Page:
While the world is in panic mode over the current coronavirus pandemic, Christians have largely seemed to have lost their grip on reality — the reality that God is sovereign and in control of all things. Christians, in particular, are commanded to gather and worship regularly. If you’re Sabbatarian, as the Reformed Confessions teach of, you take that command to mean a weekly gathering. If you’re not, there is no denying that the Scriptures still command the regular assembly of the saints for the purpose of teaching and edification as well as the administration of the sacraments — namely communion and baptism.
While few churches have taken extreme measures around the globe to continue to meet in defiance of orders from local government officials, most have become complicit in the lockdown and have turned largely to live streaming their services. On the other hand, some Evangelical leaders, like the Southern Baptist Convention’s Russell Moore, have even referred to gathering for worship as “reckless.”
Further, Moore attempts to make the case that “God doesn’t want us to sacrifice the old” so that we can continue to meet. Idiotic.
Continually, I hear about those who say churches should just try to balance their right to religious freedom with other people’s “right to be protected” from the virus. This sounds noble on the surface, but I hate to break it to you — there is no such “right.”
The Scriptures clearly teach that the Church should gather regularly for worship, edification, and ordinances. How often that is may be up for some level of debate — but one thing is for certain, it was important enough for the Scriptures to warn against neglecting it (Hebrews 10:25, Acts 2:42, etc.).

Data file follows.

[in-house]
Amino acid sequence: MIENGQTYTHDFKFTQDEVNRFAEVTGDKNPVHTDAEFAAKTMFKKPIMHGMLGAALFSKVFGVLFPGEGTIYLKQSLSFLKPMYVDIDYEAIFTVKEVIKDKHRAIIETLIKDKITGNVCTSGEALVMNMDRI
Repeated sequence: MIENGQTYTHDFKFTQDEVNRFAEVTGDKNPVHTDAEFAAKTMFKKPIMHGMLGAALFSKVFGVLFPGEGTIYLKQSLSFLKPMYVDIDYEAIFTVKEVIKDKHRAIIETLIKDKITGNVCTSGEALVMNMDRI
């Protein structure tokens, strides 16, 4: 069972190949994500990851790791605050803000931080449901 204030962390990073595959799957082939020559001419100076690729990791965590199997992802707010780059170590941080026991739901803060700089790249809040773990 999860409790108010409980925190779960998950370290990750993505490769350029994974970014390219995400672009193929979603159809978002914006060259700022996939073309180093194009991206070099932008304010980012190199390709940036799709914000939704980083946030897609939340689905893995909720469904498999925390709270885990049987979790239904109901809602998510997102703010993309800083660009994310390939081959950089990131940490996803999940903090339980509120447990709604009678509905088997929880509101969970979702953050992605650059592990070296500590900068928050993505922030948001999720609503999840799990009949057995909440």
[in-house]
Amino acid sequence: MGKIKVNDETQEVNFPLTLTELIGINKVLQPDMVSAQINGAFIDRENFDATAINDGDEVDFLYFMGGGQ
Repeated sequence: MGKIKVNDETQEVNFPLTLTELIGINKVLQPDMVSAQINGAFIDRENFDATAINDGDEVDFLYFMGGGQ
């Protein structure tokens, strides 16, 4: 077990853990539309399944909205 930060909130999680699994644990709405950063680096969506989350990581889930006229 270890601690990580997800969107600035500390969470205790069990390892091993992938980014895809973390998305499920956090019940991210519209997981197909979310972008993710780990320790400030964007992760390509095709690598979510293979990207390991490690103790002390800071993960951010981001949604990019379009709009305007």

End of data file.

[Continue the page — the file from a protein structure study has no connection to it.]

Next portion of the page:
Further, the United States Constitution affirms this right and rejects the legality of any law or order that restricts the freedom of religion in any way. In fact, the founders saw that religious freedom was so important that it wasn’t just in the First Amendment, but the very first clause in the First Amendment.
Congress shall make no law respecting an establishment of religion, or prohibiting the free exercise thereof; or abridging the freedom of speech, or of the press; or the right of the people peaceably to assemble, and to petition the government for a redress of grievances.
Interestingly, however, neither the Scriptures nor the U.S. Constitution speak of any “right” — God-given or state-given — to be “protected from disease.” It simply does not exist. In fact, this line of thinking stems from secular progressive thought and is where such imbecilic legislation as Obamacare and Bernie Sanders’ single-payer healthcare system come from.
Healthcare is not a right, it’s a privilege. And while as Christians we should do what we can to love and protect our neighbor, elevating this privilege over and above our right — and duty — to worship God freely and exalt His name above all is what’s actually reckless.